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GE uses smart grid technology to keep operations going during Hurricane Sandy

SUBNET Solutions Inc | Wednesday, January 02, 2013

When the Manhattan skyline went dark in the days following Hurricane Sandy, GE's headquarters in Rockefeller Center kept its lights on by putting to use advanced smart grid technology that is slowly becoming a standard part of utility operations around the country.

According to Electric Light and Power, the company worked with several utilities before Sandy hit to ensure its broad assortment of smart grid technologies would give the building the power it would need to go on. John McDonald, director of technical strategy and policy development at GE Digital Energy, said the company used the same devices that ensure a stable, uninterrupted supply of power to its data centers.

"It's similar to the technology that this business supplies to very large data centers, like Google. It's a business called critical power. We look at the needs of the building. At 30 Rock we had an uninterrupted power supply and a series of batteries," McDonald said. "In a storm situation, the volts can bounce around a lot in terms of power quality. But with this system, no matter what the volatility is it is able to provide a steady stream of consistent voltage. If power is interrupted completely, the batteries can kick in for short term. Then diesel engines can kick in."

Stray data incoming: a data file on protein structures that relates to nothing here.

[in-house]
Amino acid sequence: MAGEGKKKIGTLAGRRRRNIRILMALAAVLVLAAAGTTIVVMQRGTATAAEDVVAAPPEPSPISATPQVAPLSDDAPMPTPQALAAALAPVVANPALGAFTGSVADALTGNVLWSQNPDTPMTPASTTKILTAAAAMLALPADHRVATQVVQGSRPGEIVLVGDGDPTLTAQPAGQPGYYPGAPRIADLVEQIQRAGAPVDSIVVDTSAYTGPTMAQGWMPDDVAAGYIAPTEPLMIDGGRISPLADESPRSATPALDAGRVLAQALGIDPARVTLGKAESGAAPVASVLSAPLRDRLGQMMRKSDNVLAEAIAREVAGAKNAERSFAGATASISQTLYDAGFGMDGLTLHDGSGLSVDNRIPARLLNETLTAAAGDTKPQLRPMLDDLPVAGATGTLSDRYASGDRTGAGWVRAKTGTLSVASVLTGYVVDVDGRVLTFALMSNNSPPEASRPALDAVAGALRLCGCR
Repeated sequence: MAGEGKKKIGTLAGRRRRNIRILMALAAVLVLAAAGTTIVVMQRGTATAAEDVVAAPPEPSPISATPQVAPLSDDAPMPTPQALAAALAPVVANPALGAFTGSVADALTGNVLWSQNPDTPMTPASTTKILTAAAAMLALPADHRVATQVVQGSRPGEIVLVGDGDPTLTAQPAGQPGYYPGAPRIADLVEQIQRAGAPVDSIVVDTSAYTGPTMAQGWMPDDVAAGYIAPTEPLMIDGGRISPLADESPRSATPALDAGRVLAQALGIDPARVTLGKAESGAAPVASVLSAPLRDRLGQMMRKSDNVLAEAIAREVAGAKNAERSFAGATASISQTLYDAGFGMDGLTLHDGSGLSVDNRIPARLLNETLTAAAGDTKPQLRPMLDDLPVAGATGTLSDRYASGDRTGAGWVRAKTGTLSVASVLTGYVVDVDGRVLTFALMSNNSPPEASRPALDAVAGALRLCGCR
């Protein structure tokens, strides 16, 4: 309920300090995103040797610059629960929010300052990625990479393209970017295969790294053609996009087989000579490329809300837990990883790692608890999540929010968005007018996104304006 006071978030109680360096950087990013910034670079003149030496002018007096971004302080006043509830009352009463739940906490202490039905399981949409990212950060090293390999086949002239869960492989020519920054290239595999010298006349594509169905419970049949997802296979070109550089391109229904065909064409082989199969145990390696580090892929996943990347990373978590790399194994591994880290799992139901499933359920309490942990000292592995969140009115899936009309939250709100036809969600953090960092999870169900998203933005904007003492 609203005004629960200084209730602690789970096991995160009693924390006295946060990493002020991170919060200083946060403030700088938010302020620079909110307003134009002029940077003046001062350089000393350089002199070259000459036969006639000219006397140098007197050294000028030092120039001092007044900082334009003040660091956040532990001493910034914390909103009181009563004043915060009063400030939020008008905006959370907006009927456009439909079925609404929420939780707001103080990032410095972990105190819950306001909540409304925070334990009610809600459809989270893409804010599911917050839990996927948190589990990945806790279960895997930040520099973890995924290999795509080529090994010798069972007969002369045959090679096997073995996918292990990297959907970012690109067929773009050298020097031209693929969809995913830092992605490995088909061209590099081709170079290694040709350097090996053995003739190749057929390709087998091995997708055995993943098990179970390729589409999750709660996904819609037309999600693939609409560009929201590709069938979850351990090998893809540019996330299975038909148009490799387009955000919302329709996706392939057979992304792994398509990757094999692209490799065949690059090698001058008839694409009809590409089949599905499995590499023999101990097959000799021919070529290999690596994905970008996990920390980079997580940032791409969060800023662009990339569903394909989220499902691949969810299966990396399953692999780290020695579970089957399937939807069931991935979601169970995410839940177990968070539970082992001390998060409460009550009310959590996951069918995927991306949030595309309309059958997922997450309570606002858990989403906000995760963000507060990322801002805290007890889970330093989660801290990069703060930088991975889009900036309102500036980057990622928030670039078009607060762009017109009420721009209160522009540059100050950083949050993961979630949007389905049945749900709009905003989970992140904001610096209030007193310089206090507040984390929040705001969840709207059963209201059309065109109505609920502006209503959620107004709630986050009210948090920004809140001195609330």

But GE wasn't the only major company to benefit from smart grid technologies. All over Manhattan, businesses have been coming out of the woodwork to speak on how well their grid devices held up during the storm. GE said its work to help the spread of new technologies enabled many on the island to maintain power.

"We helped utilities prepare for the storm, before it even arrived, like ConEd did, by turning things off," McDonald added.

The devices also helped utilities know when and where outages took place thanks to a "last gasp" feature that allows them to send one more signal to the utility that the system had lost power.

"That's key, because the utility then knows the exact time, the exact customer and how the customer is connected to the grid," he said.

SUBNET is helping utilities as they install more communication devices onto their grid infrastructure. SUBNET's Unified Substation Communications solution allows utilities to use one intelligent server  - as opposed to multiple gateway devices - to unify all substation data. 

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